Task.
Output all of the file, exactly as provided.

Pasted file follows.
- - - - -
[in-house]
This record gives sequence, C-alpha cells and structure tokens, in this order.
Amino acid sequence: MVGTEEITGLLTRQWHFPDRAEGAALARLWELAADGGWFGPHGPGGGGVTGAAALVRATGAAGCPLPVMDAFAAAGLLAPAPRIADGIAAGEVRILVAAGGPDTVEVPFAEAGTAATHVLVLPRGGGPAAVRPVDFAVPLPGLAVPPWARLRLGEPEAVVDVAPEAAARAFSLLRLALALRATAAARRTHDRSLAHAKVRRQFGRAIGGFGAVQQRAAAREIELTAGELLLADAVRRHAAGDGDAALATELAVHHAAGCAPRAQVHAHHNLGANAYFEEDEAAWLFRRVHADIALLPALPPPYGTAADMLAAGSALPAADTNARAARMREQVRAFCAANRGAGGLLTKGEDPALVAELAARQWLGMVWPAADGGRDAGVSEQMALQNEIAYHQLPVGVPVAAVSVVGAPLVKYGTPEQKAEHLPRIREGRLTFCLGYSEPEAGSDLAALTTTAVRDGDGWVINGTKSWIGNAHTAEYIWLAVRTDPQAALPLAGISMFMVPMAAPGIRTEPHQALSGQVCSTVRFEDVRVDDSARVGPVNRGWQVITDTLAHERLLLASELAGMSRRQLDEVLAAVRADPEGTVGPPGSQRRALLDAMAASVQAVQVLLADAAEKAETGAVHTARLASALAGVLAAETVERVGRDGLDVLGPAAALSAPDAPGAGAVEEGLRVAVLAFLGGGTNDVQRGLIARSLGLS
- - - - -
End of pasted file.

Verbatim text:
[in-house]
This record gives sequence, C-alpha cells and structure tokens, in this order.
Amino acid sequence: MVGTEEITGLLTRQWHFPDRAEGAALARLWELAADGGWFGPHGPGGGGVTGAAALVRATGAAGCPLPVMDAFAAAGLLAPAPRIADGIAAGEVRILVAAGGPDTVEVPFAEAGTAATHVLVLPRGGGPAAVRPVDFAVPLPGLAVPPWARLRLGEPEAVVDVAPEAAARAFSLLRLALALRATAAARRTHDRSLAHAKVRRQFGRAIGGFGAVQQRAAAREIELTAGELLLADAVRRHAAGDGDAALATELAVHHAAGCAPRAQVHAHHNLGANAYFEEDEAAWLFRRVHADIALLPALPPPYGTAADMLAAGSALPAADTNARAARMREQVRAFCAANRGAGGLLTKGEDPALVAELAARQWLGMVWPAADGGRDAGVSEQMALQNEIAYHQLPVGVPVAAVSVVGAPLVKYGTPEQKAEHLPRIREGRLTFCLGYSEPEAGSDLAALTTTAVRDGDGWVINGTKSWIGNAHTAEYIWLAVRTDPQAALPLAGISMFMVPMAAPGIRTEPHQALSGQVCSTVRFEDVRVDDSARVGPVNRGWQVITDTLAHERLLLASELAGMSRRQLDEVLAAVRADPEGTVGPPGSQRRALLDAMAASVQAVQVLLADAAEKAETGAVHTARLASALAGVLAAETVERVGRDGLDVLGPAAALSAPDAPGAGAVEEGLRVAVLAFLGGGTNDVQRGLIARSLGLS